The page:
Concern for people's needs leads to greater customer trust. Moreover, breaking the US ADA law can tarnish your reputation when the word gets out. Hire a good frontend developer who cares about accessibility, and you will worry less about getting sued.

    Other benefits of accessibility include:

    • Better SEO improvements. An accessible website is a crawlable website.
    • Digital natives heavily use accessibility features like keyboard navigation, subtitles, dark mode etc.
    • Accessibility enforces website component best practices. This leads to better software maintainability and predictability. Put simply, accessibility not only helps customers but developers as well.

    Frontend developers with good accessibility sense are those who worked with charities, NGOs and government websites. Even before the US ADA law, accessibility has been used by non-profit organisations to build trust.

    Customers trust good Usability

    Do you trust people that are hard to get on with? I guess not. Customers feel the same way about clunky websites. Customers leave your website when it's hard to use.

    Usability is the art of making something easy to use. A familiar and consistent website is easy to use, that’s why ecommerce often look and work the same.

    Designers are responsible for beauty, UX is responsible for user research & flows, but frontend developers are responsible for the final result. Hiring a good designer or UX is not enough. Customers do not tap on designs or wireframes. Customers tap on the website built by frontend developers.

    Frontend developers with good usability sense are those who worked with luxury brands (design), product startups (UX), and those who worked in the industry for at least 10 years.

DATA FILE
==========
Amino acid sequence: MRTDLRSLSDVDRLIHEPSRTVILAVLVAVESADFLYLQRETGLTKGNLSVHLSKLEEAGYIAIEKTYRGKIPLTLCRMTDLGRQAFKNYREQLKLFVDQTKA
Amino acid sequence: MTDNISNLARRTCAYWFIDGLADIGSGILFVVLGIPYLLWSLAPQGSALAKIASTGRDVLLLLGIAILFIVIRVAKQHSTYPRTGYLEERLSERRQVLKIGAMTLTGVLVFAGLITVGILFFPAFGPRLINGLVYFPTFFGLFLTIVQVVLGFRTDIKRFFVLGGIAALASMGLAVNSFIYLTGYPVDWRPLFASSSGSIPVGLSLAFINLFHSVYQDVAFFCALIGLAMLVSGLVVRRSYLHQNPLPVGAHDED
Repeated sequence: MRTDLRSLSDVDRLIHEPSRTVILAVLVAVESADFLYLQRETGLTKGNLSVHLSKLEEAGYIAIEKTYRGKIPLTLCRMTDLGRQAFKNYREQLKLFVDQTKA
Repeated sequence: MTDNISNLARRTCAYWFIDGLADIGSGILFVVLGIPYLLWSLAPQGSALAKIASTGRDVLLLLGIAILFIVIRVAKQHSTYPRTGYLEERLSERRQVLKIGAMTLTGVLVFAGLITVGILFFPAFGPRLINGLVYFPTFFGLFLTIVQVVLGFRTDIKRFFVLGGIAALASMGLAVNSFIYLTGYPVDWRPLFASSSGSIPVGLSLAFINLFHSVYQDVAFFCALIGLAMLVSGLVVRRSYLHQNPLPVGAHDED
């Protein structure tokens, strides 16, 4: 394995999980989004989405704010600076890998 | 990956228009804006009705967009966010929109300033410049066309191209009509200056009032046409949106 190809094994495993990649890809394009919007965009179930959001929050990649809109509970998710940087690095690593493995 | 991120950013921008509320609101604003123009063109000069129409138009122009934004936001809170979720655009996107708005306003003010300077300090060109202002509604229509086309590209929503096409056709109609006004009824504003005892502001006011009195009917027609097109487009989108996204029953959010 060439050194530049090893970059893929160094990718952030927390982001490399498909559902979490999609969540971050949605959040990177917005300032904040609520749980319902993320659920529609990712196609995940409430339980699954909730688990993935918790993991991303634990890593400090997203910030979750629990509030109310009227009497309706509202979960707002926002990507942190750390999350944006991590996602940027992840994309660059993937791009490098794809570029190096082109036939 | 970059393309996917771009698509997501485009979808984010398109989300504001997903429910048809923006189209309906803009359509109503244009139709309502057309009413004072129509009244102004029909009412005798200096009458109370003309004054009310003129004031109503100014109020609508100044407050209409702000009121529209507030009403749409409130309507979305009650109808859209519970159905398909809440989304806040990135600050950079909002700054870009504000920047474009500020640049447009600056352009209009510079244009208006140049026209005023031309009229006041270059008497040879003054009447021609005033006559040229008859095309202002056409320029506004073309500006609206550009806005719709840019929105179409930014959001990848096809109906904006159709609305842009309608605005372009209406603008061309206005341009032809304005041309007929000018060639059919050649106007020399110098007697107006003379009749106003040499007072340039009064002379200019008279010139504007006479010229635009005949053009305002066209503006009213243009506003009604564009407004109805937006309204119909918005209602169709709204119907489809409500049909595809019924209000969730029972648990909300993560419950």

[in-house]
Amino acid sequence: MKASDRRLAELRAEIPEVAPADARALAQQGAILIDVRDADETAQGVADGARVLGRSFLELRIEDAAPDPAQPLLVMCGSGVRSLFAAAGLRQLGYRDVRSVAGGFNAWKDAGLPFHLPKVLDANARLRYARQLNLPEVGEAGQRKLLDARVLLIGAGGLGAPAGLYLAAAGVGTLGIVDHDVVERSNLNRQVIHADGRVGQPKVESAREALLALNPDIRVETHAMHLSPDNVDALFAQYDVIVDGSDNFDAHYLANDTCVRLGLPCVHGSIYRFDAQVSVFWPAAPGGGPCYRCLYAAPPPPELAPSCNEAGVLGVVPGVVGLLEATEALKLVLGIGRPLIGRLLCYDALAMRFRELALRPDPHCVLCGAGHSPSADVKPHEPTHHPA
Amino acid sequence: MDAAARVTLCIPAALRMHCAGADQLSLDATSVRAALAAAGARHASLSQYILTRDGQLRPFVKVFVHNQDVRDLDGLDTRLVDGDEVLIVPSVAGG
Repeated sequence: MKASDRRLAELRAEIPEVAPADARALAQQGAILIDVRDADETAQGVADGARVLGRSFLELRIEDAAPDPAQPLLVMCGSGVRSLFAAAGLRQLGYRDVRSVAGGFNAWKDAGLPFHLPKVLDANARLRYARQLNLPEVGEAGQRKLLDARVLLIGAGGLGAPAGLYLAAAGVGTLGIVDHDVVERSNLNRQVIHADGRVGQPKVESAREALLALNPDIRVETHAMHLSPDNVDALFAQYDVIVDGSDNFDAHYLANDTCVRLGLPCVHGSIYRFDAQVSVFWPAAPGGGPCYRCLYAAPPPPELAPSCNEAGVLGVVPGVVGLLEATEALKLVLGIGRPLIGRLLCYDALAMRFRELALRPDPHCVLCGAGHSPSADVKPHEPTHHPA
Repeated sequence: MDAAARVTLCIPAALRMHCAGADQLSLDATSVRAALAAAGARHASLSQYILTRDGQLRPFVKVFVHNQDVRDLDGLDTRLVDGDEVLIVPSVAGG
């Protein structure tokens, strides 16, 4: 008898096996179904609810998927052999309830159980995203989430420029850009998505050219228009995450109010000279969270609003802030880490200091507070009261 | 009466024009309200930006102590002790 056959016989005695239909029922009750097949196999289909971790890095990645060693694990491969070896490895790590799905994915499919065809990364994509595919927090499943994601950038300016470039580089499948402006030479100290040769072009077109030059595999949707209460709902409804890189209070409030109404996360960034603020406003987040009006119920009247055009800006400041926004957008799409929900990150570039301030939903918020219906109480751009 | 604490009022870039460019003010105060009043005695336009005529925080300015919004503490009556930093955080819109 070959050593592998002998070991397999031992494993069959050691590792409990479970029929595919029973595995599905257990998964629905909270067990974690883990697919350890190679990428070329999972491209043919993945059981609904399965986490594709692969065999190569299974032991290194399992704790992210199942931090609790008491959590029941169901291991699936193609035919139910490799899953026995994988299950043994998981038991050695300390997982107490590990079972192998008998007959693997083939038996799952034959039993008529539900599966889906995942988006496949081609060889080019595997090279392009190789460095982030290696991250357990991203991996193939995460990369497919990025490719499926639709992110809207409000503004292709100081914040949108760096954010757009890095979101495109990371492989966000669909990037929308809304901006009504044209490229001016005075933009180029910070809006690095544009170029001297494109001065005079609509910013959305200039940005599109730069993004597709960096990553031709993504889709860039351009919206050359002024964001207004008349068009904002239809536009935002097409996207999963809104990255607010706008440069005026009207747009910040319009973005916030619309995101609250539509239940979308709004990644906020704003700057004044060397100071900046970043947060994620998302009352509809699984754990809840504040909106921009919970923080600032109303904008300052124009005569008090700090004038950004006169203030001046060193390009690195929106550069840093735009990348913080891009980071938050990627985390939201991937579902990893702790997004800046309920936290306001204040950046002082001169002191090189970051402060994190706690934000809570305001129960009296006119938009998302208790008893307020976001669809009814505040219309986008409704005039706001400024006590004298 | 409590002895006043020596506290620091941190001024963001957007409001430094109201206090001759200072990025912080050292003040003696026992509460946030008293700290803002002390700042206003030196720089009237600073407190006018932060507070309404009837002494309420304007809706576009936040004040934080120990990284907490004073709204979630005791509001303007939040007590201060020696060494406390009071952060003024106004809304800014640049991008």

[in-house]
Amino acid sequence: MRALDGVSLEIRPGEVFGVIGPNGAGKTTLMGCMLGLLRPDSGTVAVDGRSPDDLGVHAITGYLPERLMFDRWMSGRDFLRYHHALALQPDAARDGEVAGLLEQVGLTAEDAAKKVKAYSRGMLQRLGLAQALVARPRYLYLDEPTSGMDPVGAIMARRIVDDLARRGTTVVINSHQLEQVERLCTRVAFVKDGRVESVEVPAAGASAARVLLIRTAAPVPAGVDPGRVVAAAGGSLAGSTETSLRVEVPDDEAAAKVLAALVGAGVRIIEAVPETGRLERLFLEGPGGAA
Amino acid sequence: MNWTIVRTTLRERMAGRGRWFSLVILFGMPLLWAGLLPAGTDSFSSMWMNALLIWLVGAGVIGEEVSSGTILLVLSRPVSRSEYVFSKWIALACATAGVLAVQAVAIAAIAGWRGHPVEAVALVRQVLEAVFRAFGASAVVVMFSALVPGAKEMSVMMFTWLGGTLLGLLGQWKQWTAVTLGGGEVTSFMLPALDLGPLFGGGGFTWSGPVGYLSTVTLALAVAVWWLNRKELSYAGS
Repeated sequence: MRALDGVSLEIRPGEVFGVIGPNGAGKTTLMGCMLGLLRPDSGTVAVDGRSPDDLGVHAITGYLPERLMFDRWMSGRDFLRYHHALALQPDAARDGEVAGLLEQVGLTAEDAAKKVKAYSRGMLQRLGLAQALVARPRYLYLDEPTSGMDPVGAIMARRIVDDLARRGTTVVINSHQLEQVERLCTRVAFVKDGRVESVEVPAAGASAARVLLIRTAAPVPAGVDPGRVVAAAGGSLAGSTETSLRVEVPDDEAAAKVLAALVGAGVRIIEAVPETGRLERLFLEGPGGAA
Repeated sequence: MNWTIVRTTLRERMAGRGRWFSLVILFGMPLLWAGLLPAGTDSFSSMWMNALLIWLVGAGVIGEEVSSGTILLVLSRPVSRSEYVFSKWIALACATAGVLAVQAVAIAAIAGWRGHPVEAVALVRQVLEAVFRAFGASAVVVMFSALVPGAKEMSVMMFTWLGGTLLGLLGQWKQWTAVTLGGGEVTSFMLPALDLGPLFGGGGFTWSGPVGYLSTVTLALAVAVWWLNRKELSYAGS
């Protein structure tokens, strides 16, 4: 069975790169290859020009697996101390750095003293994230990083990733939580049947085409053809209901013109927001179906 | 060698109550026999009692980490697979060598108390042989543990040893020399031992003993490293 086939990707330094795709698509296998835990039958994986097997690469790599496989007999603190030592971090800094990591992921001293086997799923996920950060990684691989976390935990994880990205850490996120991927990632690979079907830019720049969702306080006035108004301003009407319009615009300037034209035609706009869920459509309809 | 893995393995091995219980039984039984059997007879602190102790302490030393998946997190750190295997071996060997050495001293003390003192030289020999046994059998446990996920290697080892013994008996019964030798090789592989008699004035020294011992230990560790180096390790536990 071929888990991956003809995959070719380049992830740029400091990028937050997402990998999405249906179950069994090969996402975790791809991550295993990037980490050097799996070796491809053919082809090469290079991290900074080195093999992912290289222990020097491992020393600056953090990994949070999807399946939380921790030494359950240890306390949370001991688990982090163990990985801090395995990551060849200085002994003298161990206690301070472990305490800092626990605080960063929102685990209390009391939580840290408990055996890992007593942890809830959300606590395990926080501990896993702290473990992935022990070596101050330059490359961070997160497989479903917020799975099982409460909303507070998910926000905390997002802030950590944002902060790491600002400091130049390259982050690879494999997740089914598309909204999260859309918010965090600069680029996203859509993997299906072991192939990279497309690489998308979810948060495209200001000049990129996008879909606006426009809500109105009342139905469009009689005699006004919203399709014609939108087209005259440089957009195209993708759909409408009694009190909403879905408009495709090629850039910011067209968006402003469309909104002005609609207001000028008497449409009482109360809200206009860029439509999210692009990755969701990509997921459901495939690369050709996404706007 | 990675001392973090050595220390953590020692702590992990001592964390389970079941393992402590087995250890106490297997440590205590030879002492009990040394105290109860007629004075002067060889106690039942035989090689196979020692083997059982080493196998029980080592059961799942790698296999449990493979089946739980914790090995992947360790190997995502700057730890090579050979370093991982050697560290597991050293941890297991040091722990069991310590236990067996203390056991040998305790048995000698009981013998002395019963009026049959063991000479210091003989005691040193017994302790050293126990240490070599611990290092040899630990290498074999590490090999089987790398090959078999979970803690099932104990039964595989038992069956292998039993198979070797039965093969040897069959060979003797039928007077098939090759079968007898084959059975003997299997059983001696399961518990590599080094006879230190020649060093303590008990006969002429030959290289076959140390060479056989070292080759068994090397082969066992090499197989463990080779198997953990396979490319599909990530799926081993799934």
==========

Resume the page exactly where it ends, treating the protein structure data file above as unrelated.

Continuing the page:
10 years ago, UX roles were not common. Designers and frontend developers needed to learn UX. Today, frontend development no longer emphasise good usability; just good engineering. Newer frontend developers often lack design and UX flare since the job market has shifted to a technical focus.

    Customers trust good Media

    Have you been to Youtube or Instagram lately? Perhaps your kids like TikTok or Snapchat? If so, then you know how important media is for educating/influencing customers. Education is the first step to building trust.

    A good frontend developer is someone who understands media well.

    • Responsiveness and device targeting
    • Performance and quality sharpening
    • Media motion, video controls and streaming

    The greatest challenge for media is the ubiquity of Digital Asset Management (DAM) with poor execution. A good frontend developer should be able to assess various DAM solutions and advise correctly.

    Customers trust good Data Privacy and Security

    When was the last time you heard of a data breach, and what did you think of that organisation?

    A brand's reputation is constantly under threat because of data breaches. 

    As Warren Buffet famously said,

    “It takes 20 years to build a reputation and five minutes to ruin it. If you think about that, you'll do things differently”

    High profile cases like the British Airways Data Breach happened on the ecommerce storefront. A good frontend developer would have spotted that issue saving British Airways a whopping £2.4 billion payout.

    If you don’t invest in your frontend, prepare to pay a higher price.

    Customers trust good Search Engine Optimisation (SEO)

    Customers trust brands at the top of Google search results.

    SEO agencies struggle with monolith commerce platforms due to their lack of SEO flexibility. In the headless world, every SEO requirement is achievable, giving your business a serious edge over monolith commerce competitors.

    The frontend developer is responsible for implementing your technical SEO strategy. This includes: